As a result of the outsourcing employment drain, IT workers must begin considering themselves as part of a global workforce, according to Corbett. "For U.S. IT professionals, this probably means that their future success will come from moving up the IT value chain, focusing more on business, design and analyst skills -- skills that are more client-facing -- and less on the pure coding skills that are becoming commoditized and can be tapped anywhere around the world," he said.
U.S.-based IT professionals who specialize in high-end solutions and technologies will continue to be in demand in their homeland, Pelz-Sharpe agreed. "For the very bright, IT will continue to be a draw, but the jobs lower down the ladder in basic coding and support work will cease to be attractive," he said. "It's definitely not as attractive a career route as it once was, but you can't outsource everything, and much in IT remains complex and difficult. As such, there will always be opportunities, particularly for the specialist."
However, Nounou -- whose company recently has lost an estimated $1 million in business and potential business opportunities due to offshore outsourcing -- is less optimistic. He noted that companies such as General Electric are considering offshoring such functions as legal general counsel to foreign shores. In fact, some researchers have estimated that 500,000 financial jobs will head offshore in the next five years.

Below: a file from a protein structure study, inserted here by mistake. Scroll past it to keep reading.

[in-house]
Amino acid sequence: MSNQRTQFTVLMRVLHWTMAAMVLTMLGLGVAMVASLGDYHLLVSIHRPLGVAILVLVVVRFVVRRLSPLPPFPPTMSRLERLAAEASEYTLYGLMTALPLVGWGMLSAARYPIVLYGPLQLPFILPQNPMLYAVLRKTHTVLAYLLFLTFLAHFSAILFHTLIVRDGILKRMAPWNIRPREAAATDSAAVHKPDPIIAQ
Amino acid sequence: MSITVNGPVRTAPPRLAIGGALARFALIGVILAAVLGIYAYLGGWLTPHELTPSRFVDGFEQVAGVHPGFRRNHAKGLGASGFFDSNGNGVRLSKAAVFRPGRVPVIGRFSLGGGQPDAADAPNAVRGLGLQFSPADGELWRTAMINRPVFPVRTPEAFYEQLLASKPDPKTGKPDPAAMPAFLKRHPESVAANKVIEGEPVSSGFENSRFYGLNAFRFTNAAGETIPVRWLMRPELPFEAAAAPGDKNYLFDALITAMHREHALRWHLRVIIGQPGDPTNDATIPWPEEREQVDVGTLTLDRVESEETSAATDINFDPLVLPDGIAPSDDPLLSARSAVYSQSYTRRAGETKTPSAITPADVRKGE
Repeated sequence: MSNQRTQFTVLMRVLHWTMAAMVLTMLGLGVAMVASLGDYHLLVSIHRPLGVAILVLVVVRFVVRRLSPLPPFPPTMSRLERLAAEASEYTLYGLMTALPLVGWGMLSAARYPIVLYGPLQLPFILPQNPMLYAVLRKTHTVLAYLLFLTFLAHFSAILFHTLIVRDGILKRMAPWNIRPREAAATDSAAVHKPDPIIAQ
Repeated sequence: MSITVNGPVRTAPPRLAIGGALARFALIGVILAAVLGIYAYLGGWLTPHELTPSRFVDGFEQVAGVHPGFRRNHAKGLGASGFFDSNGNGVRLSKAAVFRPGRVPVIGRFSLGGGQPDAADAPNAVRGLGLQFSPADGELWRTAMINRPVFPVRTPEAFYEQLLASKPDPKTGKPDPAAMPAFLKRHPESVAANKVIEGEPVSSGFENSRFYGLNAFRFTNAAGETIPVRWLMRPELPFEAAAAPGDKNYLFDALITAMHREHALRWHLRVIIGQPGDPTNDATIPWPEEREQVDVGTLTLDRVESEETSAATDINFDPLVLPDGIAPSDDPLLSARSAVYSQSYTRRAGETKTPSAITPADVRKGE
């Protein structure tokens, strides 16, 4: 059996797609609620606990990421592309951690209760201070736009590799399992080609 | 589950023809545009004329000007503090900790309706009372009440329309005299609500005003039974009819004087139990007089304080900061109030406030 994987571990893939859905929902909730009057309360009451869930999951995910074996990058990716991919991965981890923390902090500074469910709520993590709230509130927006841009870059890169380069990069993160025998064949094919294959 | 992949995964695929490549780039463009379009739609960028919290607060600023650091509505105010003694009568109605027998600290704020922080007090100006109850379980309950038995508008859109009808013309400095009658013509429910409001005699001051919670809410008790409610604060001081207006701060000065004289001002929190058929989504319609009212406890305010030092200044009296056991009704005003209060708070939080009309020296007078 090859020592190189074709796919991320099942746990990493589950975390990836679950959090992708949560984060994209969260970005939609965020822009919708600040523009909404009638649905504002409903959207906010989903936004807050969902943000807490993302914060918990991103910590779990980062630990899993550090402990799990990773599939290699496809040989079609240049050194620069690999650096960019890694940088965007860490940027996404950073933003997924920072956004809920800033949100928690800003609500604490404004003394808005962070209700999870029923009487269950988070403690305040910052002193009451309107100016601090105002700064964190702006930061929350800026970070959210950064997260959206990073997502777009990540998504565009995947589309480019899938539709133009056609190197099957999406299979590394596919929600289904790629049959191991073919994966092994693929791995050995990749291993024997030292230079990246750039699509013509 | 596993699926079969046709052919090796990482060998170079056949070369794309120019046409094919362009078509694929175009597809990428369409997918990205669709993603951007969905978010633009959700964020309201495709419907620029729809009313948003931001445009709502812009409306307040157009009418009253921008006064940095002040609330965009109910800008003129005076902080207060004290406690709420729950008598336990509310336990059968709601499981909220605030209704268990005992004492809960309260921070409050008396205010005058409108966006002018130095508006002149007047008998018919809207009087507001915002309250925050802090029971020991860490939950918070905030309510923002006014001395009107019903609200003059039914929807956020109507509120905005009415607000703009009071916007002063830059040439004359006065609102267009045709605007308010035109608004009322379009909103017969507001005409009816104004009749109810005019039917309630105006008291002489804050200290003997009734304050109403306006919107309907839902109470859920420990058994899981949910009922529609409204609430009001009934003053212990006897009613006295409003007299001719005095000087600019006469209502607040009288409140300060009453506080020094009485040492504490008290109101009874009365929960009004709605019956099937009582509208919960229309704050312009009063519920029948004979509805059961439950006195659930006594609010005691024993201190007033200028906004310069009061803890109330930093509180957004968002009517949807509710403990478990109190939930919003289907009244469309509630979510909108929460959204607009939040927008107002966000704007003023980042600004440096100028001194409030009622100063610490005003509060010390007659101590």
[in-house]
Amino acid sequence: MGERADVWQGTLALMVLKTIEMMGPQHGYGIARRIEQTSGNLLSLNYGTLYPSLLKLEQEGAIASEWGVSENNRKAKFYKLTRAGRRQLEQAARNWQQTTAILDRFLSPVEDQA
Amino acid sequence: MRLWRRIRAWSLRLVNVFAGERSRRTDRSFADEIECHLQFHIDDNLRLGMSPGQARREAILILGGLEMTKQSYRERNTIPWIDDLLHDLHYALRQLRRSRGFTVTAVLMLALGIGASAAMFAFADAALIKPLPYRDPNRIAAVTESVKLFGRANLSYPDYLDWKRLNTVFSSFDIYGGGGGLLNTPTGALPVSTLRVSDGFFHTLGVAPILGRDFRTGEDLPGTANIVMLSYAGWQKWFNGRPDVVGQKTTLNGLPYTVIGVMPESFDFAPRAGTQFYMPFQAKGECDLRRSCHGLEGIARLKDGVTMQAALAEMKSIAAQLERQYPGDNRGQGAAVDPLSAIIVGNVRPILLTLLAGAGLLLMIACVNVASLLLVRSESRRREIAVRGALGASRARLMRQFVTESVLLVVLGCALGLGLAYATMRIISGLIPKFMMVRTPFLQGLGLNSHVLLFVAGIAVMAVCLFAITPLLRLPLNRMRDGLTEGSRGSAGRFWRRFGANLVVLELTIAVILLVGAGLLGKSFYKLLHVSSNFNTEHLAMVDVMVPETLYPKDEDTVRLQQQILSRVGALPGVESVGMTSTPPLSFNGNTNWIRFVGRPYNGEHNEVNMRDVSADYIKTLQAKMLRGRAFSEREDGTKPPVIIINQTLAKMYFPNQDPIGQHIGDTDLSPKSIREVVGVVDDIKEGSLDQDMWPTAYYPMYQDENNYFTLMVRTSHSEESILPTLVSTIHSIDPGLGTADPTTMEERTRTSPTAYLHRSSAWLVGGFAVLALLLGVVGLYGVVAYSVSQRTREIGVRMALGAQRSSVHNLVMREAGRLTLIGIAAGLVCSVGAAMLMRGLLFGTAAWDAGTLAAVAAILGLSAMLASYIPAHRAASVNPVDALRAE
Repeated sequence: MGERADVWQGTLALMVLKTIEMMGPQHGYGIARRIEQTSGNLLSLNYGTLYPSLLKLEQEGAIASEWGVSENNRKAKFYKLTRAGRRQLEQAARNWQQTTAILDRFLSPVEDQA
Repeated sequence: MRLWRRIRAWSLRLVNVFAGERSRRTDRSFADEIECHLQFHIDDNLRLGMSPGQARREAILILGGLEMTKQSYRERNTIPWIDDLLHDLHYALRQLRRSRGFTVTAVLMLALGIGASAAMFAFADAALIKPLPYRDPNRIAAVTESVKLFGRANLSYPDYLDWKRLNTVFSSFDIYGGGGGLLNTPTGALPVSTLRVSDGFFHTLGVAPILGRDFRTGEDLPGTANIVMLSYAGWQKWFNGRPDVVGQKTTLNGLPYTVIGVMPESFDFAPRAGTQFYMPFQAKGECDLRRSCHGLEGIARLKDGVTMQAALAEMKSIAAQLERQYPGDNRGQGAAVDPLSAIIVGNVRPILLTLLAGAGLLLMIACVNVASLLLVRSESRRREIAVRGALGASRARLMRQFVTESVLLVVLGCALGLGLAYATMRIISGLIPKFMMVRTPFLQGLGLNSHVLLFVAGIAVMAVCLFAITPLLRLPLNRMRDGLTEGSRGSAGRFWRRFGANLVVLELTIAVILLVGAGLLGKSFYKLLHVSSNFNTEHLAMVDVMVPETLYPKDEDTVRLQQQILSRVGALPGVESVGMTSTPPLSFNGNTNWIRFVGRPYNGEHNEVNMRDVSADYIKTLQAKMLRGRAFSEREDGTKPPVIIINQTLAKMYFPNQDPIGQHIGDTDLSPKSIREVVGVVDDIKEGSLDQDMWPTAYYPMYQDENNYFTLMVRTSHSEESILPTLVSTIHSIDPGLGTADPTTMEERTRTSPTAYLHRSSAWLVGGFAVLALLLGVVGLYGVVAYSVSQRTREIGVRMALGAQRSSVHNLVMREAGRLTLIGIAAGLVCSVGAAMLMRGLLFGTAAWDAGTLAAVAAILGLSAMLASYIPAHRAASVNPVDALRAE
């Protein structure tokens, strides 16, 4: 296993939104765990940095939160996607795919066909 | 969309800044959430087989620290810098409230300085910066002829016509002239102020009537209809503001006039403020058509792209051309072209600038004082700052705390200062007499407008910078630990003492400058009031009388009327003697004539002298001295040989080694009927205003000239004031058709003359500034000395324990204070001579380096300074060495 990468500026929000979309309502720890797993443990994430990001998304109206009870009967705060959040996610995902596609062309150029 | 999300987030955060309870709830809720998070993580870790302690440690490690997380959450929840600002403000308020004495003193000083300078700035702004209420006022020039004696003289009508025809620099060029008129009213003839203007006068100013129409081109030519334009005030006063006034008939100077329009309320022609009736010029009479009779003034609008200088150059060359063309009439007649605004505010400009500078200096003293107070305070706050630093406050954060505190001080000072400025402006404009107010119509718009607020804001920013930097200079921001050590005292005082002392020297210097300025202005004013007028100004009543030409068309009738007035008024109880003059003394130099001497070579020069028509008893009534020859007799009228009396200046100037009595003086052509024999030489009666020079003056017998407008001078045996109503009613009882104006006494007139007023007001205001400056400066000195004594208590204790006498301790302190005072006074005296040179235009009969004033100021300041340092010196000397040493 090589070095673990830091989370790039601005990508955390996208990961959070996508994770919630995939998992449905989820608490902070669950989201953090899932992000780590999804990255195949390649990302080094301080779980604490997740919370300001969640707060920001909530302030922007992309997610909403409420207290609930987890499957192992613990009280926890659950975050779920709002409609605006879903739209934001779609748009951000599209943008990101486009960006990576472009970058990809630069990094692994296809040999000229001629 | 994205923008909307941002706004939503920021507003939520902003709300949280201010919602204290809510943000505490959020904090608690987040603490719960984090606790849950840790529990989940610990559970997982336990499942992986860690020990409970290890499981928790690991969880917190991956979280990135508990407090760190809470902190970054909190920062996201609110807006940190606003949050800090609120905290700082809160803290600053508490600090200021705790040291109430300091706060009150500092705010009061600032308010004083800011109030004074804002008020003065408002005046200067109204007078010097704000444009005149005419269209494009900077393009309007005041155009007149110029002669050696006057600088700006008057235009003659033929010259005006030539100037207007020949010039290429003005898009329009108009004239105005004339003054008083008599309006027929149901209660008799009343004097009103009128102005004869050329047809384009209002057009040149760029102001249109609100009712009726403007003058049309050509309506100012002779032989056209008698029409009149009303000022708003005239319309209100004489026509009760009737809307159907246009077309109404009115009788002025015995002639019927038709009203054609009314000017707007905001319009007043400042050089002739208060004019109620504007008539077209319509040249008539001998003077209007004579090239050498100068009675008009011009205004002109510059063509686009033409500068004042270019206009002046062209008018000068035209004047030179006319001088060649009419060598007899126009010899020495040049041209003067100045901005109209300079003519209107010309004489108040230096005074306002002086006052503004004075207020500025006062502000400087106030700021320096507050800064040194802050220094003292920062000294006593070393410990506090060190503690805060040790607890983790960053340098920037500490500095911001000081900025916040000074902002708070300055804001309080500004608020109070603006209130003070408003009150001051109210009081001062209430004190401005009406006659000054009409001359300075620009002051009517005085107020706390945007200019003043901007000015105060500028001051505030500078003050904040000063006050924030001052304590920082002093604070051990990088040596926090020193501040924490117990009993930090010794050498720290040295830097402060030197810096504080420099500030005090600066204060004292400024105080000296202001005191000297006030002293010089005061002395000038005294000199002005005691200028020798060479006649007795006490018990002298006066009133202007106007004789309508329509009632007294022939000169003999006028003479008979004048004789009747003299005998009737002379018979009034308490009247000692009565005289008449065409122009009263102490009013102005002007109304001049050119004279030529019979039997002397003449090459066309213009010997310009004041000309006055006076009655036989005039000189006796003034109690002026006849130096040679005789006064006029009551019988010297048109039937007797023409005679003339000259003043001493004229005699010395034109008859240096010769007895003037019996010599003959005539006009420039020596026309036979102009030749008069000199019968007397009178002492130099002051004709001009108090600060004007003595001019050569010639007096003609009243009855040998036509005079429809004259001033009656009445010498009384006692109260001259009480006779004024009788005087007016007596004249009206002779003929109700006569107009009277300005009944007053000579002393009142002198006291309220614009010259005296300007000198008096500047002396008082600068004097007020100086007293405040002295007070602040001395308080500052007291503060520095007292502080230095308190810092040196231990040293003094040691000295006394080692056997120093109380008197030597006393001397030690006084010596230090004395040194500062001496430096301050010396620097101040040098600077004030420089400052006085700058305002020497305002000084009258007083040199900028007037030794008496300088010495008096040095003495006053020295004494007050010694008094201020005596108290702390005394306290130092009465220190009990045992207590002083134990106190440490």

"It's not just limited to low-paying jobs," Nounou cautioned. "Given the technology, there's very little that's sacred that can't be offshored. It's pervasive. If the financial institutions are going to get bankers based in India doing analysis instead of doing it in New York -- if Wall Street's paying one-tenth in India ... you [don't only] lose jobs on Wall Street. No one measures the ripple effect."
While India and China have long been recognized as centers for U.S. offshore outsourcing, other nations also are hustling to tap into this lucrative market. Ghana, South Africa, Israel, Russia and several Eastern European countries all are vying for jobs and money in the sector.
"Places in Africa want to compete on cost," said Nounou. However, he noted, "It takes a lot of infrastructure to compete. It's going to be tough to compete with India, [though] other countries are beginning to make overtures. Once you reach a certain critical size, it tends to draw others. It's a magnet unto itself."
As Corbett added, "In each case, these countries become potential destinations once they reach a critical mass of skilled programmers who can provide high-quality work at competitive prices supported by the needed business, technological and governmental infrastructure."
Don't Forget Canada
U.S. corporations also are looking north, Pelz-Sharpe noted. "The most interesting one to watch from a U.S. perspective, I would suggest, is Canada -- often described as nearshore rather than offshore," he said.
However, he added, semantics are fairly irrelevant. "It makes little difference when your jobs go north of the border. Again, it's a highly educated and productive workforce and, due to the dollar disparity, a great deal. In addition, the cultural differences are fewer and the physical distance [is reduced], such that close monitoring can be kept on the outsourced operation."
Indeed, for workers displaced by offshore outsourcing, it makes little difference whether their jobs are going to India, China or Canada. The end result is more competition for fewer positions, increased demand for sophistication and specialization -- and the knowledge that corporations likely will outsource even the remaining functions someday.